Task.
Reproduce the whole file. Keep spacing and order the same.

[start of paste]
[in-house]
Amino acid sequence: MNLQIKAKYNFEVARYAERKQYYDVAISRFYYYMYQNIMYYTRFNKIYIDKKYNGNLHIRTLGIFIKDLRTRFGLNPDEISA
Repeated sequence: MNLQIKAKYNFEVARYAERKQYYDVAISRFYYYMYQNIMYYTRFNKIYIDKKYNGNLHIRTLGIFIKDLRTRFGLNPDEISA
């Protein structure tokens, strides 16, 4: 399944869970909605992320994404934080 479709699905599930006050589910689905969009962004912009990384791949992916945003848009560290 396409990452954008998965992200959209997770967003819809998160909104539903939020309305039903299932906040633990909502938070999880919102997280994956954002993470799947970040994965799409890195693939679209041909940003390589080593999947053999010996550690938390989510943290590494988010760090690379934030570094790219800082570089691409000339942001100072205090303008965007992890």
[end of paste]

[in-house]
Amino acid sequence: MNLQIKAKYNFEVARYAERKQYYDVAISRFYYYMYQNIMYYTRFNKIYIDKKYNGNLHIRTLGIFIKDLRTRFGLNPDEISA
Repeated sequence: MNLQIKAKYNFEVARYAERKQYYDVAISRFYYYMYQNIMYYTRFNKIYIDKKYNGNLHIRTLGIFIKDLRTRFGLNPDEISA
């Protein structure tokens, strides 16, 4: 399944869970909605992320994404934080 479709699905599930006050589910689905969009962004912009990384791949992916945003848009560290 396409990452954008998965992200959209997770967003819809998160909104539903939020309305039903299932906040633990909502938070999880919102997280994956954002993470799947970040994965799409890195693939679209041909940003390589080593999947053999010996550690938390989510943290590494988010760090690379934030570094790219800082570089691409000339942001100072205090303008965007992890």